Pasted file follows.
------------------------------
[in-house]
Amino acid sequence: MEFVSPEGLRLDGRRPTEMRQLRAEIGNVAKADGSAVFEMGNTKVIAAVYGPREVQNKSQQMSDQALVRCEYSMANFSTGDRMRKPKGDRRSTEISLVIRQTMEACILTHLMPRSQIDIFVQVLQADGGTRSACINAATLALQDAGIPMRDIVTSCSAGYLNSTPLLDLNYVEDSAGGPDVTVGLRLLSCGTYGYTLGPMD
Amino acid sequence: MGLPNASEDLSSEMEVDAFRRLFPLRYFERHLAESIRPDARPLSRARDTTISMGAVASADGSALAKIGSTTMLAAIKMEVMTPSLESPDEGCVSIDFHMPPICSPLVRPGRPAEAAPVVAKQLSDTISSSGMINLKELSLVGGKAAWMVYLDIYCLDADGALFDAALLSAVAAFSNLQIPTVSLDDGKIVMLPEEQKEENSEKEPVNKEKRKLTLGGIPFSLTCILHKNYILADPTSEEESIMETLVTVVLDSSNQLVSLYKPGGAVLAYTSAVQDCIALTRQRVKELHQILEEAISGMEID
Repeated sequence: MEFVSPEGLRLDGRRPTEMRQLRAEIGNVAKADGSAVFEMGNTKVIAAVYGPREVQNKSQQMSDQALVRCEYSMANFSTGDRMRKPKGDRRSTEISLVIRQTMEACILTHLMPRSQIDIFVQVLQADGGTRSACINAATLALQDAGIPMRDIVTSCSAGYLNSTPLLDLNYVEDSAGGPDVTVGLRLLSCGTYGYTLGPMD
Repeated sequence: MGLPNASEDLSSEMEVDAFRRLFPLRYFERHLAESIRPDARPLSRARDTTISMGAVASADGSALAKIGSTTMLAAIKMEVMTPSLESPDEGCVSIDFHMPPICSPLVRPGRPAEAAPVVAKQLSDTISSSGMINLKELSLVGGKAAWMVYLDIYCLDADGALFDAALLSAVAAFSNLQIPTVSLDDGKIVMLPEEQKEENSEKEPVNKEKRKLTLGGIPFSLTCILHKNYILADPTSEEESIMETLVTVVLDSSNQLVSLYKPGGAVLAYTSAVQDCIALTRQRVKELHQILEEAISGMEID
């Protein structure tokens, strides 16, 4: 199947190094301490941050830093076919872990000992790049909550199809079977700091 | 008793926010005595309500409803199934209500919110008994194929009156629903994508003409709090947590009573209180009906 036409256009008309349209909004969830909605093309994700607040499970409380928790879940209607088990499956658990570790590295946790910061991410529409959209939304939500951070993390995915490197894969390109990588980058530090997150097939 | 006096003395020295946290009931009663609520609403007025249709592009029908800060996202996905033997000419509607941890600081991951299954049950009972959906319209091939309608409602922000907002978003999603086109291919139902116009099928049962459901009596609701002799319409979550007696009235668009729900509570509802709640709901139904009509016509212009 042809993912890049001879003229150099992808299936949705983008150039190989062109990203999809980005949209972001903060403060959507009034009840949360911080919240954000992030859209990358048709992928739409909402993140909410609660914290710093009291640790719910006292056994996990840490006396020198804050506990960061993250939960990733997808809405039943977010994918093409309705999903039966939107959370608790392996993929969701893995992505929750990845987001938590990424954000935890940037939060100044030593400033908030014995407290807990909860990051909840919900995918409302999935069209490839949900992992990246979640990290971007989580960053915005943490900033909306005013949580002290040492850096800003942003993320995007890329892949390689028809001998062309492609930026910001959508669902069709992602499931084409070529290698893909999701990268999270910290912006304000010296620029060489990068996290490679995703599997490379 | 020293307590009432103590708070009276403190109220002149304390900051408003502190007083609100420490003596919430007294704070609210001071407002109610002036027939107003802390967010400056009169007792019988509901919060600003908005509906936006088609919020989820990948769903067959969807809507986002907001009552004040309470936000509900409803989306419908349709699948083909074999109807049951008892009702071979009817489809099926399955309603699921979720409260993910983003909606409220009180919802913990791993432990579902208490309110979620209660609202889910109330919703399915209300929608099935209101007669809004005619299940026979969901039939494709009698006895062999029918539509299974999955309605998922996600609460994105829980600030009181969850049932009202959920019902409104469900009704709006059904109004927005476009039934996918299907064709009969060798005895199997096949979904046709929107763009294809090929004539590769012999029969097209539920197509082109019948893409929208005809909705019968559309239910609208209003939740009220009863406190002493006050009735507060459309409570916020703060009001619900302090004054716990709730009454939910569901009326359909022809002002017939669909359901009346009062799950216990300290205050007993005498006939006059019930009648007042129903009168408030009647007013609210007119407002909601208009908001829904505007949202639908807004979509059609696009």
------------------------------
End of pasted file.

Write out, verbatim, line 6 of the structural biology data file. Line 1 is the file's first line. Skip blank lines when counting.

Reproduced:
């Protein structure tokens, strides 16, 4: 199947190094301490941050830093076919872990000992790049909550199809079977700091 | 008793926010005595309500409803199934209500919110008994194929009156629903994508003409709090947590009573209180009906 036409256009008309349209909004969830909605093309994700607040499970409380928790879940209607088990499956658990570790590295946790910061991410529409959209939304939500951070993390995915490197894969390109990588980058530090997150097939 | 006096003395020295946290009931009663609520609403007025249709592009029908800060996202996905033997000419509607941890600081991951299954049950009972959906319209091939309608409602922000907002978003999603086109291919139902116009099928049962459901009596609701002799319409979550007696009235668009729900509570509802709640709901139904009509016509212009 042809993912890049001879003229150099992808299936949705983008150039190989062109990203999809980005949209972001903060403060959507009034009840949360911080919240954000992030859209990358048709992928739409909402993140909410609660914290710093009291640790719910006292056994996990840490006396020198804050506990960061993250939960990733997808809405039943977010994918093409309705999903039966939107959370608790392996993929969701893995992505929750990845987001938590990424954000935890940037939060100044030593400033908030014995407290807990909860990051909840919900995918409302999935069209490839949900992992990246979640990290971007989580960053915005943490900033909306005013949580002290040492850096800003942003993320995007890329892949390689028809001998062309492609930026910001959508669902069709992602499931084409070529290698893909999701990268999270910290912006304000010296620029060489990068996290490679995703599997490379 | 020293307590009432103590708070009276403190109220002149304390900051408003502190007083609100420490003596919430007294704070609210001071407002109610002036027939107003802390967010400056009169007792019988509901919060600003908005509906936006088609919020989820990948769903067959969807809507986002907001009552004040309470936000509900409803989306419908349709699948083909074999109807049951008892009702071979009817489809099926399955309603699921979720409260993910983003909606409220009180919802913990791993432990579902208490309110979620209660609202889910109330919703399915209300929608099935209101007669809004005619299940026979969901039939494709009698006895062999029918539509299974999955309605998922996600609460994105829980600030009181969850049932009202959920019902409104469900009704709006059904109004927005476009039934996918299907064709009969060798005895199997096949979904046709929107763009294809090929004539590769012999029969097209539920197509082109019948893409929208005809909705019968559309239910609208209003939740009220009863406190002493006050009735507060459309409570916020703060009001619900302090004054716990709730009454939910569901009326359909022809002002017939669909359901009346009062799950216990300290205050007993005498006939006059019930009648007042129903009168408030009647007013609210007119407002909601208009908001829904505007949202639908807004979509059609696009």